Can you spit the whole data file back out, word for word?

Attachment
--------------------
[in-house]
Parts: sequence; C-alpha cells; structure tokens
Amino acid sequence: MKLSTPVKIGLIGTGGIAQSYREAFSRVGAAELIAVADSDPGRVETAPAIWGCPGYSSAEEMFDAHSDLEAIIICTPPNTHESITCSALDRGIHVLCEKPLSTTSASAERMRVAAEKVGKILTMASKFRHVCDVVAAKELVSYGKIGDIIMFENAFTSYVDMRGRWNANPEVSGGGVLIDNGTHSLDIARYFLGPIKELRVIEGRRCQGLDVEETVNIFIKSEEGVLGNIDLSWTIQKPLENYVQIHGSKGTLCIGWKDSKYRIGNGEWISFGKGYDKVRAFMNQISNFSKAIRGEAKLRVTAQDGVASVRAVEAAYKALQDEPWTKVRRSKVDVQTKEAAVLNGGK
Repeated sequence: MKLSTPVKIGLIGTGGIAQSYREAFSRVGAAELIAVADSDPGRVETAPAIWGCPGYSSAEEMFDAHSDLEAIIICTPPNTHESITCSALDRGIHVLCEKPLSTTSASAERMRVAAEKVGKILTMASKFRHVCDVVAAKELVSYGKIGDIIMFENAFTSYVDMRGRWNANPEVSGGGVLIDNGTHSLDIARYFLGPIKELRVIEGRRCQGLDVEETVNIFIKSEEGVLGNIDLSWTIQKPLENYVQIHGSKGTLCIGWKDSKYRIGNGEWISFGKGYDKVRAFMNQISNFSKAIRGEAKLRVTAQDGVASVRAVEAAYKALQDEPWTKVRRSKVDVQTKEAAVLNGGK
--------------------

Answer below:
[in-house]
Parts: sequence; C-alpha cells; structure tokens
Amino acid sequence: MKLSTPVKIGLIGTGGIAQSYREAFSRVGAAELIAVADSDPGRVETAPAIWGCPGYSSAEEMFDAHSDLEAIIICTPPNTHESITCSALDRGIHVLCEKPLSTTSASAERMRVAAEKVGKILTMASKFRHVCDVVAAKELVSYGKIGDIIMFENAFTSYVDMRGRWNANPEVSGGGVLIDNGTHSLDIARYFLGPIKELRVIEGRRCQGLDVEETVNIFIKSEEGVLGNIDLSWTIQKPLENYVQIHGSKGTLCIGWKDSKYRIGNGEWISFGKGYDKVRAFMNQISNFSKAIRGEAKLRVTAQDGVASVRAVEAAYKALQDEPWTKVRRSKVDVQTKEAAVLNGGK
Repeated sequence: MKLSTPVKIGLIGTGGIAQSYREAFSRVGAAELIAVADSDPGRVETAPAIWGCPGYSSAEEMFDAHSDLEAIIICTPPNTHESITCSALDRGIHVLCEKPLSTTSASAERMRVAAEKVGKILTMASKFRHVCDVVAAKELVSYGKIGDIIMFENAFTSYVDMRGRWNANPEVSGGGVLIDNGTHSLDIARYFLGPIKELRVIEGRRCQGLDVEETVNIFIKSEEGVLGNIDLSWTIQKPLENYVQIHGSKGTLCIGWKDSKYRIGNGEWISFGKGYDKVRAFMNQISNFSKAIRGEAKLRVTAQDGVASVRAVEAAYKALQDEPWTKVRRSKVDVQTKEAAVLNGGK